But the real reason we decided to make the book free is that illegal file-sharing systems have no respect for our intellectual property anyway, so the only ones who would buy our books are the honest people who don't use these pirate systems. Those are the people from whom we'd least want to take money.
3.Frameworks of Map-Reduce focus more on offline processing, what computing framework would you recommend for on-line processing? And besides Map-Reduce, what else massive datasets mining frameworks do you recommend?
I see two meanings of “on-line processing.” One is transaction processing. Data mining in general does not need transaction processing, so surely “big-data” applications do not need transactions. The second meaning is ad-hoc querying, where you type whatever query pops into your head, see the result in a few seconds and then type another query if it turns out that was not what you wanted. Big-data applications tend to require long execution time, and so are not really suitable for ad-hoc querying. There are some new systems that go beyond map-reduce and often can offer responses to queries on truly massive amounts of data in a few seconds. You might look at the Dremel system, http://research.google.com/pubs/pub36632.html , which I understand is being cloned as an open-source system called “Dream.”
4.Many readers reflect that this book is abundant in practical examples, has Dr. Rajaraman contributed a lot to this part? And also some say it's really tough to for people to understand without practical experiences, do you have advices for these readers?
Anand contributed to almost all parts of the book. He was interested in certain applications because he was involved in a startup, Kosmix, at the time, and Kosmix was doing some of these applications, including advertising and collaborative-filtering. I do agree that a really good education in this subject, or any Computer-Science subject for that matter, should involve some implementation. When Anand and I were coteaching the data-mining course, we would ask students to organize themselves into small teams, select a project based on what they had learned in the course, and implement their project. That didn't work as well as we had hoped, because students needed to spend most of the course learning the material before they could apply it. So when Jure joined the faculty, we split the course into two. The first quarter, Jure lectures, and in the second quarter, we select student teams to do a project that they have already designed based on what they learned in Jure's course. Each of us – Anand, Jure, and I – coaches about four teams.
5.We have plans to publish the Chinese edition of Foundations of Computer Science, I saw that you have very high recommendation of this book. Do you mind sharing with us that why do you think such an “old” book still hold its stand today?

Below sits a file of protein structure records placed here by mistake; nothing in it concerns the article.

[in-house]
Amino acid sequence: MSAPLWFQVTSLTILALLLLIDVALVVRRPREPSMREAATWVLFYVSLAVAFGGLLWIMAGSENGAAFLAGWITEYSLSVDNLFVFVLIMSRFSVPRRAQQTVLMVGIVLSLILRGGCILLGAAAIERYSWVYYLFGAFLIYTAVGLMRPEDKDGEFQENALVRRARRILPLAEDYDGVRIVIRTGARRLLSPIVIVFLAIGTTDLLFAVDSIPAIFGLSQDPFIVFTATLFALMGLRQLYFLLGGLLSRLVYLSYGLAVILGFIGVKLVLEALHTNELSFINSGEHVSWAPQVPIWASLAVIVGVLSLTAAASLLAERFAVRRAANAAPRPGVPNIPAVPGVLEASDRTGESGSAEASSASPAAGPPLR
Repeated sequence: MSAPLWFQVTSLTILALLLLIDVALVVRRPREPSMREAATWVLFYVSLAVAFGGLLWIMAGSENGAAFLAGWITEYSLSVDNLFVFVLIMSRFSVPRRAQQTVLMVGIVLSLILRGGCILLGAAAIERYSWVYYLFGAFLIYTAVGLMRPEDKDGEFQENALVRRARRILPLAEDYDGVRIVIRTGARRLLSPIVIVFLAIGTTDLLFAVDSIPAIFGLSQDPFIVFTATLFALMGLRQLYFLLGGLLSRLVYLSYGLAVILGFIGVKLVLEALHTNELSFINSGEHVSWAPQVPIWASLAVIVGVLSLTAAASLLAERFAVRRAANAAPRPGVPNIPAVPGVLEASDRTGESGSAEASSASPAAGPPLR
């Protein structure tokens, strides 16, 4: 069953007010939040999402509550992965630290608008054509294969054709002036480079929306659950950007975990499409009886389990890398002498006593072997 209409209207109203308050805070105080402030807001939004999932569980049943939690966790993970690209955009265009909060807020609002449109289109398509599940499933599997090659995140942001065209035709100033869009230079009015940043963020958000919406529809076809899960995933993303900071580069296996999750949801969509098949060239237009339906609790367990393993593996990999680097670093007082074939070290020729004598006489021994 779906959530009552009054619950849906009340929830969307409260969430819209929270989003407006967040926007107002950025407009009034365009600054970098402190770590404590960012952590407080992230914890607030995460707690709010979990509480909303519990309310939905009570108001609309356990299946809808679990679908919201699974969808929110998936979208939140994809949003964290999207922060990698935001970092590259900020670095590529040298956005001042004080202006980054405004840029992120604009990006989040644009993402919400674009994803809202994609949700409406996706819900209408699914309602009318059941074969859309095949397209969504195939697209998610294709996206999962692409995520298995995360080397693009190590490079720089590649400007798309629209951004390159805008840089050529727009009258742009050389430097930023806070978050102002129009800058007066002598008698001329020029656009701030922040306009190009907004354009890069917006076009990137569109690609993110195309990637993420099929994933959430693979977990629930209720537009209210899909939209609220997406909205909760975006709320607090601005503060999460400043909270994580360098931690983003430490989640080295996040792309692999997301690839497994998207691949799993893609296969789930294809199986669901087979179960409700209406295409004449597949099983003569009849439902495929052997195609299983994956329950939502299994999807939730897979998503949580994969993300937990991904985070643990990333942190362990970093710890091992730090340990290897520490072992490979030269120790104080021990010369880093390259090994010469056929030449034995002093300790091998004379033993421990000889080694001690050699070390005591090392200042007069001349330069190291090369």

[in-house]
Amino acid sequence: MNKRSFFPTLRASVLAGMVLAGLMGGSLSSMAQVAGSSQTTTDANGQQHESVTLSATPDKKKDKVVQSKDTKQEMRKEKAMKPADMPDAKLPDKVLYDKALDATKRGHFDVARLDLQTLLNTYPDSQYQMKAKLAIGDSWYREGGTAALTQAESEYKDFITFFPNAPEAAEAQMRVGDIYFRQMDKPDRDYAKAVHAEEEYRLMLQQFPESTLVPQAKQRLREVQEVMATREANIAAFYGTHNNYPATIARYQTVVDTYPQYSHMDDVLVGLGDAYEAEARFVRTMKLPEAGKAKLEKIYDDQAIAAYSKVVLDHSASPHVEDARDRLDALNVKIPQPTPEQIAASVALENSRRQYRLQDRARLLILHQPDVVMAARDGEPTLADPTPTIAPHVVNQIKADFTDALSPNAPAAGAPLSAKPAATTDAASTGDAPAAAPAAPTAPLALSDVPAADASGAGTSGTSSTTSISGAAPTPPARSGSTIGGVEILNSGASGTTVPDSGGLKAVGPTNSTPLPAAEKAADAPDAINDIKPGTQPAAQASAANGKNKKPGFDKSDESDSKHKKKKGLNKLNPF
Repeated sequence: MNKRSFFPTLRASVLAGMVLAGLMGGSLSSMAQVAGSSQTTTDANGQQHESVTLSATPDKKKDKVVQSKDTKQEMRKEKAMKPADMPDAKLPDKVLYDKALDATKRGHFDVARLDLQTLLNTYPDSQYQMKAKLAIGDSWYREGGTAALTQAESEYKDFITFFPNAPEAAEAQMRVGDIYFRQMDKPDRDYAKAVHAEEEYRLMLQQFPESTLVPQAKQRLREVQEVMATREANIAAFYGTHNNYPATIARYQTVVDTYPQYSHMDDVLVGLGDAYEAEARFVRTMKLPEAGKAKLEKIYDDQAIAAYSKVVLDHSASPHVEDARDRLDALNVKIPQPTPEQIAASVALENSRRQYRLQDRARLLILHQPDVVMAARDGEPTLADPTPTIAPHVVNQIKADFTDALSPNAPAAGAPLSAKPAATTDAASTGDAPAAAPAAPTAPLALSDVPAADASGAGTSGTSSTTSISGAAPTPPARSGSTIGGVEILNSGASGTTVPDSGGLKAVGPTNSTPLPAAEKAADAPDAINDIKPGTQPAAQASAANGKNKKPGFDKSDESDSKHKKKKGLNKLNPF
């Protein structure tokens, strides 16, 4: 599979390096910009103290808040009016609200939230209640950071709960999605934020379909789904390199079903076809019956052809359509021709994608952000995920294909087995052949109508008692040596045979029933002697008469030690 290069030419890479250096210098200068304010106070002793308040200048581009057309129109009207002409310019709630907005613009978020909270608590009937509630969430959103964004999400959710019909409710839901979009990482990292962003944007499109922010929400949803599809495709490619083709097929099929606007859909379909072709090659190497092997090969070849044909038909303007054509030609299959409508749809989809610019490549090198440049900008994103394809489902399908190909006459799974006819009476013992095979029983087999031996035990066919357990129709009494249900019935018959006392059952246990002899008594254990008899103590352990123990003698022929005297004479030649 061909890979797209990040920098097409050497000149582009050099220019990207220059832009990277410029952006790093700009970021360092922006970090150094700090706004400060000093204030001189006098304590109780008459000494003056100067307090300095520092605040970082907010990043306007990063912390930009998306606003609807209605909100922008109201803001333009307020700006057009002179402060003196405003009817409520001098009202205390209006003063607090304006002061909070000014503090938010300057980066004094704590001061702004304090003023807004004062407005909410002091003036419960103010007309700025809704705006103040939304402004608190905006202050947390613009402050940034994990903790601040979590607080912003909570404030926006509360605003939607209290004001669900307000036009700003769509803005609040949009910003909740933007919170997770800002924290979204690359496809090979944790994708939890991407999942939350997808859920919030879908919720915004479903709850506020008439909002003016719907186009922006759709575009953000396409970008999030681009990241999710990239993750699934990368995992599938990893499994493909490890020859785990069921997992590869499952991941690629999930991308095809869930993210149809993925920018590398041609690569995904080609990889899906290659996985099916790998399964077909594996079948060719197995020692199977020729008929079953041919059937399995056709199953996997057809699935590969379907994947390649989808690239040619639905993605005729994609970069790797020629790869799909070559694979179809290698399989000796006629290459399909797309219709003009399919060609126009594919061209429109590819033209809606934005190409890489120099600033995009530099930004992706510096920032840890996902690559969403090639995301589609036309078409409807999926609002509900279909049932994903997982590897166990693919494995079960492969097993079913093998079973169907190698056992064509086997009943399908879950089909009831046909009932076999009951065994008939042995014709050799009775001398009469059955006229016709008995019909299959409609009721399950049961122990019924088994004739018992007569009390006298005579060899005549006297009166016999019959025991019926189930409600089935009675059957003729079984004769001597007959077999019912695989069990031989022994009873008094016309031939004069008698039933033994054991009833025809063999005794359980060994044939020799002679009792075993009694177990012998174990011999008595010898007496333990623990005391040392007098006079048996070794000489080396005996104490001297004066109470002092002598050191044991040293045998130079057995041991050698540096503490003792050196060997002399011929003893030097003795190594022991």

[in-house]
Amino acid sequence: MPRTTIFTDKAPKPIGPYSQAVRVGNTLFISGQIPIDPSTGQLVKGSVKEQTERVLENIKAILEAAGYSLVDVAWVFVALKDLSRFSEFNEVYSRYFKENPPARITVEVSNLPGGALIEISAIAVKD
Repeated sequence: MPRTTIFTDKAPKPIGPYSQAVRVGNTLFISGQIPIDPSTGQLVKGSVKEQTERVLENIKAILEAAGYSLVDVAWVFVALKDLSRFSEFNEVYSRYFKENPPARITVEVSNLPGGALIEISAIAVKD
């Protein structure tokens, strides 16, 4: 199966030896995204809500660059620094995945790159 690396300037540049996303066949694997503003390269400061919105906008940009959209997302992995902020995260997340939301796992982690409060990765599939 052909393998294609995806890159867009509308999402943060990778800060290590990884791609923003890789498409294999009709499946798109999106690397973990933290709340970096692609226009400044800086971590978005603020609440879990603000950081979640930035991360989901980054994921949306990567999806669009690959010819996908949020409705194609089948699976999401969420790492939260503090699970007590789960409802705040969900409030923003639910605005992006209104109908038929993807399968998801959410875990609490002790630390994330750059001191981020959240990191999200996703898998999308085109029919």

When the “Foundations” book was published by Freeman & Co., it did not sell well, and was eventually taken out of print. Al Aho and I always thought it was the right way to present Computer-Science theory: viewing mathematics and programming as two sides of the same coin. For example, we explain that inductive proofs and recursive programming really come from the same idea. However, the book did not become widely used until we made it available for free on the Web. I believe that is no coincidence. Faculty in the US are reluctant to ask students to buy an expensive textbook, even though the students’ tuition plus lost opportunity cost (the fact that they are not earning money while they are in school) may be 100 times the cost of the textbook. This viewpoint is foolish, but I blame the publishers for making books too expensive in the US, and thus killing their own market.
6.You have taught so many brilliant students, some co-write books with you, and some start Google. Who is your favorite student? Are there any interesting stories while teaching them?
I really shouldn't answer a question about who is my favorite. We can all agree that Sergey Brin is the most successful of my students. But I really didn't teach him anything. Anand Rajaraman and his cofounders Venky Harinarayan and Ashish Gupta (all three were founders of Junglee, and Anand and Venky went on to found Kosmix) are all very successful as well. But I didn't help them very much either. Two students were actually responsible for pushing my own research in a good direction. Matt Hecht got me started on code optimization, and Allan Van Gelder got me into logic programming, which led to the whole Datalog branch of database research. But probably the students I feel best about are a few where I think they would never have gotten to finish a PhD if I had not intervened to put them on a new path. I'm not going to name names, obviously.